The second component exhibits a maximum pore volume at a pore diameter of 20 nm and an integral of 0.35 cm3 g-1 for the initial sample, and 16 nm and 0.20cm3g—1 for the ultrasonically treated sample. It is likely that the second component corresponds to the pore volume distribution of pores formed between the nanotubes. Following the ultrasonic treatment, the agglomerates of titanate nanotubes were destroyed and some tubes were broken. This resulted in a separation of the individual nanotubes and the formation of a much more compact structure, with a smaller average distance between nanotubes compared with that in the initial sample. Consequently, the average pore diameter and total pore volume of external pores is also smaller. The ultrasonic treatment does not significantly change the BET surface area of the sample, since the increase in surface area due to an increasing of number of nanotube ends is negligible. In this fashion, it is possible to distinguish the contributions of internal pores and external pores to the total pore volume distribution function.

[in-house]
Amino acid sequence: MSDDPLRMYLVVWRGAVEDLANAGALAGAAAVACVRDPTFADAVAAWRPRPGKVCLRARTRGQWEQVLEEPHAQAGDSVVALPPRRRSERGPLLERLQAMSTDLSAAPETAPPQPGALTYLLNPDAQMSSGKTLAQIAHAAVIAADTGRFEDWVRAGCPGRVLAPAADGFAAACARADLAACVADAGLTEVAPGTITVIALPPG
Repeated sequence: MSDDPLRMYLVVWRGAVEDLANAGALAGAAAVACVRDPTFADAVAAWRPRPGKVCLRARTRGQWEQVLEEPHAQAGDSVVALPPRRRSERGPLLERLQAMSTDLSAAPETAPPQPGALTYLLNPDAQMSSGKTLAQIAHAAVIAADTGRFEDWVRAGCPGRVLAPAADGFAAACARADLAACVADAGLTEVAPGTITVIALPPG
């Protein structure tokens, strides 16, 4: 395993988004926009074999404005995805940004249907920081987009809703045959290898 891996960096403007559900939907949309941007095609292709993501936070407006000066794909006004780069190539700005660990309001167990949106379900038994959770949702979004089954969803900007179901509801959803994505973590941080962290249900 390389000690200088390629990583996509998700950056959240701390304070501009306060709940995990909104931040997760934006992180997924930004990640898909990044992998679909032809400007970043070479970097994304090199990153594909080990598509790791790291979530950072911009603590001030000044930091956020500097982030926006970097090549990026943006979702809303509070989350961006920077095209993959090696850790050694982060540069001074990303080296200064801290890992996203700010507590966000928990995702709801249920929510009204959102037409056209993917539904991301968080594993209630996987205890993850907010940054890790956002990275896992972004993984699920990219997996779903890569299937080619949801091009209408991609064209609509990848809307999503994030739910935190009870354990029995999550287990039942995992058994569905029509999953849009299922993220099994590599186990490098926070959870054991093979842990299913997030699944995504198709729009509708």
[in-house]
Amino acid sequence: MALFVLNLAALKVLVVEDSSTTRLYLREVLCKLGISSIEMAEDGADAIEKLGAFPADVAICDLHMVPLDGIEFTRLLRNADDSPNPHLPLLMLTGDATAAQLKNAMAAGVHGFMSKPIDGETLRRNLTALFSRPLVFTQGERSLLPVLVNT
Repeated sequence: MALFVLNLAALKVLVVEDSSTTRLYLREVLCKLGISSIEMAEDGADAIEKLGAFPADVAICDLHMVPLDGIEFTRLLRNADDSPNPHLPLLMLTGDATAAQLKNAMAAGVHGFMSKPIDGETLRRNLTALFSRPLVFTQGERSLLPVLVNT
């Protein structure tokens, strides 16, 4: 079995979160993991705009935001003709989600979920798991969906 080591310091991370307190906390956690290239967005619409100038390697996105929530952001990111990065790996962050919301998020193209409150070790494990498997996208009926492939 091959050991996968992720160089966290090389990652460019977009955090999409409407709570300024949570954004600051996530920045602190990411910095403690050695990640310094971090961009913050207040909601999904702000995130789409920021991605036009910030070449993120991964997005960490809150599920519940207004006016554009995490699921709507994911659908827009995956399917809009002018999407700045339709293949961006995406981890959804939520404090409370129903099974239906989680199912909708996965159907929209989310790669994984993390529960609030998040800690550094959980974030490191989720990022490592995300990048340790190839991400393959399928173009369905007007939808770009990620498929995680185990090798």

The specific volume of pores inside cylindrical nanotubes can be estimated, assuming a cylindrical nanotube geometry, using the following equation:

1 r2

Taking the values of both r = 3.5 nm and h = 2nm from TEM images, and a density of p = 3.12 gcm-3, the volume of the internal pores of titanate nanotubes can be estimated as 0.22 cm3 g—1, which is less than the value 0.35 cm3 g—1 obtained from Figure 3.7. This implies that the sample consists largely of nanotubes and the conversion of precursor anatase to titanate nanotubes during the alkali hydrothermal treatment is high. This conclusion is in agreement with the fact that no other phase was found on the TEM and SEM images.